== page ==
Outstanding in the Field: Four Season Farm
Text + photographs by Jonathan Levitt
The table twists and turns at the edge of a meadow, shaded by oaks, within sight of the orchards and artichoke patch—not far from the fog of Penobscot Bay.
Sometimes the table is set in Oregon, in Tuscany, or in New York City. Sometimes it is set on top of mountain, in a sea cave, or on a sandy beach. Sometimes it is in a greenhouse or in a barn, sometimes on an urban rooftop. Tonight, it is set at Four Season Farm in Harborside.
The farm is the homestead of Eliot Coleman, high priest of organic farming, and Barbara Damrosch, a gardening guru.
The guests arrive from close and from far away.
They stand in the sun drinking beer and wine.
Jim Denevan, or one of his assistants, sets the table for the meal. The meal is ephemeral performance art, because Denevan is an artist first and a cook second. In the winter he makes freehand geometric drawings in the sand. With a long stick he draws and draws, sometimes seven hours at a time, sometimes 30 miles at a time, and what he makes is so impossibly precise, that it looks to have been made by alien spaceships. Denevan is tall and bald and Marlboro Man handsome. He is called “The King” by his local surfing community in Santa Cruz.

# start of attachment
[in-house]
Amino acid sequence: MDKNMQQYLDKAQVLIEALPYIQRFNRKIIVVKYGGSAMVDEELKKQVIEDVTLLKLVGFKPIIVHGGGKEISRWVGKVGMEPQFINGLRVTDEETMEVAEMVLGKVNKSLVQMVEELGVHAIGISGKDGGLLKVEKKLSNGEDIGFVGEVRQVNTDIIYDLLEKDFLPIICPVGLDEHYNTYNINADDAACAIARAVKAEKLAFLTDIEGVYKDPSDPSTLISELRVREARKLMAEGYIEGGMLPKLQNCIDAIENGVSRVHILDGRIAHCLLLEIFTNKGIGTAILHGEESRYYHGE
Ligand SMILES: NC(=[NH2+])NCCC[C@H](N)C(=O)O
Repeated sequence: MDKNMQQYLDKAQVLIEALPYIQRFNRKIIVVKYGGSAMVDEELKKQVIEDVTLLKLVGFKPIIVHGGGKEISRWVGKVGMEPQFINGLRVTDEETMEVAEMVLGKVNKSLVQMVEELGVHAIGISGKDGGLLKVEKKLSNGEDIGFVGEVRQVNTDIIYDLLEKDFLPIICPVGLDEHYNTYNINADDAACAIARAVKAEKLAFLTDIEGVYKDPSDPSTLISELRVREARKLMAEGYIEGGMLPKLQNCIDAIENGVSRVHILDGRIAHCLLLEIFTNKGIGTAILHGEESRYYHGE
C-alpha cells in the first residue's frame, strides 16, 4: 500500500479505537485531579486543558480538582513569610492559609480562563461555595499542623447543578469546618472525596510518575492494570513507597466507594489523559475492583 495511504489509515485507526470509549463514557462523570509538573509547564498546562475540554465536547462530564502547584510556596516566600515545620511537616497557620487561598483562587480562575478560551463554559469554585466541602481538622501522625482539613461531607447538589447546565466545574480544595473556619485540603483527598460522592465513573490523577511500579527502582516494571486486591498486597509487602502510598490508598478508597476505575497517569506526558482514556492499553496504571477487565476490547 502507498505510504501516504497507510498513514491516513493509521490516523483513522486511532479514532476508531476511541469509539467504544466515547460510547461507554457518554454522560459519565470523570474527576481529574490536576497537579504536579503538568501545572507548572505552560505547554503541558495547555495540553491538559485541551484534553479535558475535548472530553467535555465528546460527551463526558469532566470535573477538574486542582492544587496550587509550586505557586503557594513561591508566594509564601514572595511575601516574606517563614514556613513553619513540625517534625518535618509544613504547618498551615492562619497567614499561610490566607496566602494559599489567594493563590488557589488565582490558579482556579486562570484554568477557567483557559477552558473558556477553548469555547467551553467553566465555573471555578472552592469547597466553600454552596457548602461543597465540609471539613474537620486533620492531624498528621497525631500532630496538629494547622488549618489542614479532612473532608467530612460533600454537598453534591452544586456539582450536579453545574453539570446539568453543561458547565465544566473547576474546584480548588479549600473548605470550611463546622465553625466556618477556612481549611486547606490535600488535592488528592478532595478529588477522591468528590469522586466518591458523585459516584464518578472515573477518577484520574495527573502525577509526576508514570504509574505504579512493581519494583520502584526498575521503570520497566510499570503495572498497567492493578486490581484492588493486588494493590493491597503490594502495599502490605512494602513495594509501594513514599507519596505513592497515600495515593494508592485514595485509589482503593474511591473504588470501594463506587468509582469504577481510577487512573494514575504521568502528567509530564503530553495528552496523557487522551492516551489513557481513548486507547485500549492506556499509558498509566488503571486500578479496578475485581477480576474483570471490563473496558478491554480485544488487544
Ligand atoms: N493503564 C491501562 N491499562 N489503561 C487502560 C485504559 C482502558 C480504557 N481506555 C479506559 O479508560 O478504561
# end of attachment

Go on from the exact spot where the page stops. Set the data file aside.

The table is always set someplace beautiful, because the ideaof Outstanding in the Field is to be a renegade restaurant without walls and to connect diners with the places where their food comes from.
Tonight’s meal is being cooked by chef Sam Hayward and his crew from Fore Street Restaurant. The ingredients came from Maine farmers and fishermen.
It’s evening. The light is golden. The food is brought to the table in courses. Lobster, chanterelle mushrooms, heirloom tomatoes, lamb raised on saltwater islands.
The sun goes down. The guests scatter. The night is cool. Denevan and his crew pack their ancient GMC bus and head for Cape Cod.